Government officials, police officers, civil servants and students and teachers of Sacred Heart School (SHS) and Saba Comprehensive School (SCS) gathered at the monument in The Bottom to commemorate Memorial Day on Tuesday, May 4. The monument commemorates victims of World War WII throughout the Dutch Caribbean, including eleven Sabans.
Island Governor Jonathan Johnson opened the ceremony, saying this year was the 76th time that we have observed this day in the Dutch Caribbean islands. “We have the freedoms that we enjoy now because of the sacrifices made during World War II,” he said.
Following the governor’s address, an SCS student presented a poem, followed by the laying of wreaths by members of the Island and Executive Councils and students of SCS and SHS.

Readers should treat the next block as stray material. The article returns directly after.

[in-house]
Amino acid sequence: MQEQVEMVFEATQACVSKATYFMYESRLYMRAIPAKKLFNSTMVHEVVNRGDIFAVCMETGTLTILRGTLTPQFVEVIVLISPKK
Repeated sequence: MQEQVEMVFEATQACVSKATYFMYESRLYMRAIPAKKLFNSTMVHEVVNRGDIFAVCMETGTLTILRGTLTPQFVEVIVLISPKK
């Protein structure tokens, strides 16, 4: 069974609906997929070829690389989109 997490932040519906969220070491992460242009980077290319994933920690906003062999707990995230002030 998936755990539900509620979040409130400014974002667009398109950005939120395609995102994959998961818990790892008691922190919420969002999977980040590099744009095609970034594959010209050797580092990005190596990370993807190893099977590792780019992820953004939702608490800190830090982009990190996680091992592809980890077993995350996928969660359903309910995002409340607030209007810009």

Everybody in attendance observed a moment of silence at 2:00pm, which coincided with the commemorations in the Netherlands at 8:00pm, while the church bells rang.
Eight Sabans working on three transport tankers, Pademales, Oranjestad and Tia Juana, perished after their ships were torpedoed and sunk by German submarines in Aruba waters during the war. The Sabans who died on those three ships were James Stewart Cornet, John William Dunlock, Anthony Dudley Granger, Eric Norbert Linzey, Darcey Kenneth Lynch, Clifford Achilles Wilson, John Wilson and Walter Allen Winfield.
Sabans James Andrew Maxwell, Antonio Duran Woods and Henry Swinton Woods died on the British oil tanker Punta Gorda when the vessel collided with a larger tanker in the Gulf of Venezuela on September 18, 1944.
The Daily Herald.